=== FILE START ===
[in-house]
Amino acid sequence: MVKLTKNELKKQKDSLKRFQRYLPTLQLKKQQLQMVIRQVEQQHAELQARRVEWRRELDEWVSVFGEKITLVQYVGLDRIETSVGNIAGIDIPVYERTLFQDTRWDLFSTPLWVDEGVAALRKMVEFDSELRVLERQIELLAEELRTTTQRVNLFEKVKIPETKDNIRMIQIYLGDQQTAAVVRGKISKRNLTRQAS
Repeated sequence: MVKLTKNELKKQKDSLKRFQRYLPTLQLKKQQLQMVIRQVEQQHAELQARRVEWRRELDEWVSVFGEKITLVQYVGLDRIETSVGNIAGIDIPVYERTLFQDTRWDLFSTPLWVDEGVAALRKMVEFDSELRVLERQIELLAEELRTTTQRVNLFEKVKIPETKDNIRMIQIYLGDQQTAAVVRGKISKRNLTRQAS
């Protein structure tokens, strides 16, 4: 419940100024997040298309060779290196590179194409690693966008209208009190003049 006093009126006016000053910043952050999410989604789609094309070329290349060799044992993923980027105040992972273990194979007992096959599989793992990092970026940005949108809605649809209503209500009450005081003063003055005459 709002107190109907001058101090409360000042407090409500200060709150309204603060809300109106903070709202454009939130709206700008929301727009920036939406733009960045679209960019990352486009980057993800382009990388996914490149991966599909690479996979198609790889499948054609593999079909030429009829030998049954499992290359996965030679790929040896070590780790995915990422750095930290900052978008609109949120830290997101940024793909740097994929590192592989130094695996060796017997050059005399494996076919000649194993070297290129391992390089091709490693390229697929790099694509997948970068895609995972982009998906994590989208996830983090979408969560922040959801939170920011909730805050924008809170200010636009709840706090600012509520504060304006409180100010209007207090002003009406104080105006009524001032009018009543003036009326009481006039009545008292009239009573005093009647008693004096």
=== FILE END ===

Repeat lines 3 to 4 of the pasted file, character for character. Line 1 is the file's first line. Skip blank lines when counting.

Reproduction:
Repeated sequence: MVKLTKNELKKQKDSLKRFQRYLPTLQLKKQQLQMVIRQVEQQHAELQARRVEWRRELDEWVSVFGEKITLVQYVGLDRIETSVGNIAGIDIPVYERTLFQDTRWDLFSTPLWVDEGVAALRKMVEFDSELRVLERQIELLAEELRTTTQRVNLFEKVKIPETKDNIRMIQIYLGDQQTAAVVRGKISKRNLTRQAS
């Protein structure tokens, strides 16, 4: 419940100024997040298309060779290196590179194409690693966008209208009190003049 006093009126006016000053910043952050999410989604789609094309070329290349060799044992993923980027105040992972273990194979007992096959599989793992990092970026940005949108809605649809209503209500009450005081003063003055005459 709002107190109907001058101090409360000042407090409500200060709150309204603060809300109106903070709202454009939130709206700008929301727009920036939406733009960045679209960019990352486009980057993800382009990388996914490149991966599909690479996979198609790889499948054609593999079909030429009829030998049954499992290359996965030679790929040896070590780790995915990422750095930290900052978008609109949120830290997101940024793909740097994929590192592989130094695996060796017997050059005399494996076919000649194993070297290129391992390089091709490693390229697929790099694509997948970068895609995972982009998906994590989208996830983090979408969560922040959801939170920011909730805050924008809170200010636009709840706090600012509520504060304006409180100010209007207090002003009406104080105006009524001032009018009543003036009326009481006039009545008292009239009573005093009647008693004096």